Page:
Critics of Senate budget plan multiply; skepticism grows
By John O’Connor & Kiannah Sepeda-Miller
SPRINGFIELD – A plan to increase the income tax was adjusted upward slightly and a tax on services such as car repair and laundry surfaced Tuesday even as other parts of a monstrous Illinois Senate plan to end the nation’s longest budget standoff ran into stiff opposition and skepticism grew about its success in a floor vote.
The Senate’s buzz saw approach — promised bipartisan action by month’s end — to breeching a nearly two-yearlong budget stalemate with Republican Gov. Bruce Rauner sputtered immediately on the day the 13-measure package of legislation was vetted in public hearings. Democrats who control the Senate announced there would be no committee votes — endorsements to send legislation to the floor — but that they’d take testimony and take a different tack to a full chamber vote anyway.
“The goal is to pass the bill,” Democratic Senate President John Cullerton of Chicago said. “This is a tough sell.”
It’s a mammoth proposal, with everything from the income tax increase down to allowing voters more leeway in merging or eliminating sometimes superfluous units of local government. But the problem is mammoth: An estimated end-of-year deficit of $5.3 billion in June, $11 billion in past-due bills to vendors and service-providers, and a gap of $130 billion in what’s needed to pay retirees promised pensions.
On top of that, Rauner and Democrats have sparred since 2015 on how to fashion a budget plan. Rauner insists on changing the law to benefit business, limit union power and crimp politicians’ power. Democrats say those discussions should take place apart from how much to raise taxes and cut spending to balance the books.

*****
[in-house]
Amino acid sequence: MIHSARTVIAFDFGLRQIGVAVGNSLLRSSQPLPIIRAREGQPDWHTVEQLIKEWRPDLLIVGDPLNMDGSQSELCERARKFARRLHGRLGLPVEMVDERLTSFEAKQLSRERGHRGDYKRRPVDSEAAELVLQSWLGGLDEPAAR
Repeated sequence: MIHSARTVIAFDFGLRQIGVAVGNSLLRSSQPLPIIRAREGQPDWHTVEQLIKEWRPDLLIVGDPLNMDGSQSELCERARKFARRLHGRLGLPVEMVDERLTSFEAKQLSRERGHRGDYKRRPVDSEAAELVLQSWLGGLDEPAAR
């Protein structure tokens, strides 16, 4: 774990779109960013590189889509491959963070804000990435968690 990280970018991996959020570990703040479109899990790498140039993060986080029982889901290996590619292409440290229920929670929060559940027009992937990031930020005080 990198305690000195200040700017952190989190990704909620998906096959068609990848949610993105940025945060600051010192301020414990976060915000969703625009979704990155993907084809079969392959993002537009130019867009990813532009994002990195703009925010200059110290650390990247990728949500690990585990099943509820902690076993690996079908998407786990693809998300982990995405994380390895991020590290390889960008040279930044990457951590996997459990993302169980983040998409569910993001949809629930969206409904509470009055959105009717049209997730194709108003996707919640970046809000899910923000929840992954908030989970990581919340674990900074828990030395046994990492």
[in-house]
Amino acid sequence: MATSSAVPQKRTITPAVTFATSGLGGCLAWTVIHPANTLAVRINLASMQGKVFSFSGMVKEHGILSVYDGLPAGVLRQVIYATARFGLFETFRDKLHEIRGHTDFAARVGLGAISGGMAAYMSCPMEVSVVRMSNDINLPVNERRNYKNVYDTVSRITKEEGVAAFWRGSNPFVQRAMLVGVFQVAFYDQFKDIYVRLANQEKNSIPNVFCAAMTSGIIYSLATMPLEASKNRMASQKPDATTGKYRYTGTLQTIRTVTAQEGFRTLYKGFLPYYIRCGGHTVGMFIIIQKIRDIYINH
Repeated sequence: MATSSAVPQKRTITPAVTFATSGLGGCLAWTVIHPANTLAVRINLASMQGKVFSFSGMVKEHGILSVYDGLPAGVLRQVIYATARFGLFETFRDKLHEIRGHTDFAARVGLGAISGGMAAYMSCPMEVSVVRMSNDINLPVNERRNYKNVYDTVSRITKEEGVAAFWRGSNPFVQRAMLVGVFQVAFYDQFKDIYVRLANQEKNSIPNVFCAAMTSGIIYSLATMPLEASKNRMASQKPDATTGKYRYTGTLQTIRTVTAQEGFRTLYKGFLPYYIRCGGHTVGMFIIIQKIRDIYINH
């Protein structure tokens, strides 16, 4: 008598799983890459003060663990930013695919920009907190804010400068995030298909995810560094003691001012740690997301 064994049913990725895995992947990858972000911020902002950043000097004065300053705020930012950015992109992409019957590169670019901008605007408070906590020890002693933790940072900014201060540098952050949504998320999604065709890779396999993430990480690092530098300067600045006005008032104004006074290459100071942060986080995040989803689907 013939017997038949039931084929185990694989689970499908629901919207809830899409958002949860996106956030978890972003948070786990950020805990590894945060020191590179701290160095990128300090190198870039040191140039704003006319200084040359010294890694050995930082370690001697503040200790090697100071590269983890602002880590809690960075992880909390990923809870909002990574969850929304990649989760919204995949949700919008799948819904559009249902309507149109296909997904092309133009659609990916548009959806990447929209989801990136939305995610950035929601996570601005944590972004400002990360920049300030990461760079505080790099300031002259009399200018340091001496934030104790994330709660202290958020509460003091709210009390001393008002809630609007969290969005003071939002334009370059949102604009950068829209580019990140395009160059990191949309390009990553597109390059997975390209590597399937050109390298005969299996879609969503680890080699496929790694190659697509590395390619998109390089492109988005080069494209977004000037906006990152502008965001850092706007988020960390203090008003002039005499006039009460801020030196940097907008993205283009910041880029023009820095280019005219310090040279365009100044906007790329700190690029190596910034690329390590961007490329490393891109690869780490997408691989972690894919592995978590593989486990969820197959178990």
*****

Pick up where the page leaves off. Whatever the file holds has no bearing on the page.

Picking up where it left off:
Rauner’s budget office released an analysis last week that the Senate plan only reduced the year-end deficit by $1 billion. But neither Republicans nor Democrats were surprised, knowing it will take several years to dig the state out of the red. Nonetheless, Olympia Fields Democratic Sen. Toi Hutchinson presented an income-tax plan that increases the personal rate from 3.75 percent to 4.99 percent, instead of 4.75 percent as previously proposed.
And there was no mention of a previously suggested tax on sugary drinks, which drew immediate corporate criticism. But Hutchinson’s revenue plan include a first-ever 5 percent excise tax on services such as car repair, landscaping or laundry. With a corporate income tax rate increase of 7 percent, up from 5.25 percent, the state would get $6.5 billion more a year.
“The state is in a very difficult position right now and it’s time to stare acting like it,” Hutchinson said.
Up until now, and with encouragement from Rauner, it’s largely been portrayed as a herculean battle between the first-term governor and the long-serving Democratic House Speaker, Michael Madigan. Cullerton and Senate Republican Leader Christine Radogno saw a chance to stake a Senate-only position in the mire, if only to jumpstart talks among the governor, House and Senate leaders which have led nowhere.
But the strike-fast-and-heavy approach has yet to materialize. Republicans balked at a quick vote to send a statement earlier this month; Tuesday, there were jitters on both sides. Hutchinson defended her measure, which drew 112 separate notices of interest-group opposition to the Revenue Committee, against criticism that it’s “rushed.” And Democratic Sen. Kwame Raoul, the Chicago Democrat whose support for cost-saving changes to the workers’ compensation system is crucial, complained about making difficult decisions while Rauner has lawmakers “under the gun.”
“It’s not so much that the administration has us under the gun as that we have no budget,” replied Elmhurst Sen. Chris Nybo, the committee’s ranking Republican. “We owe more than we spend and businesses are leaving in droves. That’s the gun that I see were under.”
Other provisions include a plan to borrow $7 billion to pay down overdue bills. There’s a long-sought and huge cost-saving overhaul to the state’s pension program, a vast expansion of legalized riverboat casino gambling, a fairer way of funding public schools, an increase in the minimum wage, and Rauner would get his wish with measures such as a two-year property tax freeze, cost-reductions in the workers’ compensation program, more efficient and cheaper state purchasing and allowing voters more leeway in eliminating local governments in Illinois, which has nearly 7,000.